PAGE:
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The "Unusual" Yet Ubiquitous Left-Right Alliance: Towards an Anti-Establishment Center. By Sam Husseini. Every time you have this convergence of progressives and conservatives against the establishment, it's regarded as "unusual" "odd" or "bizarre"... There are in fact two "centers" - one that is pro-war and Wall Street (the establishment center) - and another that is pro-peace and populist (the anti-establishment center). More >>

Unburnable Fuels: Removing Reserves From The Balance Sheet. By Micha Tomkiewicz. Several recent reports suggest that markets are now overlooking the risk of "unburnable carbon." The share prices of oil, gas and coal companies depend in part on their reserves. The more fossil fuels a firm has underground, the more valuable its shares. But what if some of those reserves can never be dug up and burned? More >>

Restructuring the Global Economy. By Lester R. Brown. There has been more growth in world population since 1950 than during the preceding four million years -- from when we first stood upright. I don't think we have yet grasped the dimensions of the consequences of the sort of population growth that we are experiencing. More >>

Livability and Community Renewal. By Congressman Earl Blumenauer. Recently (on the Charlie Rose show) Bette Midler was asked what she would do if she had an opportunity to start her career anew. What would she choose if she weren't an entertainer? And without missing a beat, she said she would be an urban planner. More >>

Creating Livable 21st Century Cities, Part 1. By Karen Walz. Livability. Smart growth. Sustainability. These are some of the phrases politicians, urban planners, developers and others use when describing the future of American communities. The words used by residents are more direct: safe, clean, affordable, friendly, with good jobs. More >>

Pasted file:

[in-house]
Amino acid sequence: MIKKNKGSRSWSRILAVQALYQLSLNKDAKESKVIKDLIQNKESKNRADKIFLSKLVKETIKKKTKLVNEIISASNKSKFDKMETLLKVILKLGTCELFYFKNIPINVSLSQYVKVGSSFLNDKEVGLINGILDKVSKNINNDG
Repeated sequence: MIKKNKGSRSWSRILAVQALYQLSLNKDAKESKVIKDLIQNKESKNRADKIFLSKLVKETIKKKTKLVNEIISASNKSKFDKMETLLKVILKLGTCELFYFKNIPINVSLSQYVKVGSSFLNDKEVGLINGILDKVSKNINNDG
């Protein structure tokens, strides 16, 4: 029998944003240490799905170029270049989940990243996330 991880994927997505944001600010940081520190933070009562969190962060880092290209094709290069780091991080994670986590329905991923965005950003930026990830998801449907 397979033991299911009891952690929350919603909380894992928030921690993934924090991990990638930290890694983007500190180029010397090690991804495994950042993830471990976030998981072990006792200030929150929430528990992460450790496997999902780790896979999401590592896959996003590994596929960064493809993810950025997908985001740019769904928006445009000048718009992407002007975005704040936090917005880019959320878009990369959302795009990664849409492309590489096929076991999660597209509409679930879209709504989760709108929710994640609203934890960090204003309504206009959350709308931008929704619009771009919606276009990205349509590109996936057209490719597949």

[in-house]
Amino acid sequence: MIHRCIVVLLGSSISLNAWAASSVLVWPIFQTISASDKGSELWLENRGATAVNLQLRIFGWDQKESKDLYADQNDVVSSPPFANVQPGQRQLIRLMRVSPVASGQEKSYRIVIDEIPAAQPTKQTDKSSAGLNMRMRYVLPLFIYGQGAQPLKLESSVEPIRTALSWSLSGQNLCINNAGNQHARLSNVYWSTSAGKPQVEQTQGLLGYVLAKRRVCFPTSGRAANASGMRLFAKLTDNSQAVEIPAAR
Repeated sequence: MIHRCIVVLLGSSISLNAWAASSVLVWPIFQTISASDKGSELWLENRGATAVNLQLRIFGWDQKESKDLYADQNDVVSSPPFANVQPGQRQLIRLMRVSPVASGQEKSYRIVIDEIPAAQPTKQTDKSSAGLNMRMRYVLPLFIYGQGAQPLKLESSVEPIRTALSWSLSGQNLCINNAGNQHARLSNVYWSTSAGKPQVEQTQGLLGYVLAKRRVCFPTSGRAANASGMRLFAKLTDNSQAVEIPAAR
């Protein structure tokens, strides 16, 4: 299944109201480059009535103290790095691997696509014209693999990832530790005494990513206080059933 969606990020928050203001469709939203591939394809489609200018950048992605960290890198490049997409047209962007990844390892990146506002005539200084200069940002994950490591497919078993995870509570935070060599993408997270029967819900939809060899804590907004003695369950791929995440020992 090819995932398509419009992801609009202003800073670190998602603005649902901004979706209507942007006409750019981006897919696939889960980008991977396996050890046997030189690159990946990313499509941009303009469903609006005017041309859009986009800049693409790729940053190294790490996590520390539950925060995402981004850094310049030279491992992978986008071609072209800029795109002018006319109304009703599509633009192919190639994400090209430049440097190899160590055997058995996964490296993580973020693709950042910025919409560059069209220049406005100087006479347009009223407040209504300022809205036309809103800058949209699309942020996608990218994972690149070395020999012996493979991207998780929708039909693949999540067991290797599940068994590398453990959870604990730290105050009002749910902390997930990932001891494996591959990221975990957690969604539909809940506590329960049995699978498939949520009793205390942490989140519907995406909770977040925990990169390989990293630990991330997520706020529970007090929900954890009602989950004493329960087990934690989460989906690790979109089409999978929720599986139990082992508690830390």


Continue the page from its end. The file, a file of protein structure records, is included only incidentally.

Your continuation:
Part 2, Creating Livable 21st Century Cities. By Karen Walz. What makes a livable city? What lessons can be learned from today's cities so the cities of the future are both livable and sustainable? In this article, the examination of major postwar cities in the United States continues with an assessment of the characteristics that define these cities and distinguish them from older major cities. More >>

Part 3, Creating Livable 21st Century Cities. By Karen Walz. As we begin the 21st century, it is clear that emerging technologies and changes in the economy will have a significant impact on the shape of our urban areas. At the same time, the long-term viability of these areas will depend on the locational choices made by millions of individuals and businesses, choices that will be based on the same question as in past centuries - is this city a good place to live and conduct business? This series of articles explores the factors that help answer that question. More >>

Part 4, Creating Livable 21st Century Cities. By Karen Walz. While the term 'livable community' often evokes an image of pleasant neighborhoods, inviting parks and friendly people, a city's economic health is equally important to its livability. Without jobs, few residents will choose to remain in those neighborhoods. Without thriving businesses, the local government will be unlikely to have the tax base to maintain those parks. Continuing economic vitality is also an important part of a community's sustainability over the long term. More >>

Art, Nature & Recycling. By Reena Kazmann. Whether you think of your household garbage or your local landfill, chances are good that what comes into your mind's eye is not a pretty picture. But there's beauty to be found everywhere, and so its not really surprising that a growing number of talented and committed artists, designers, architects, and builders are converting old stuff that would have gone to landfills into a wide array of useful and beautiful products. More >>

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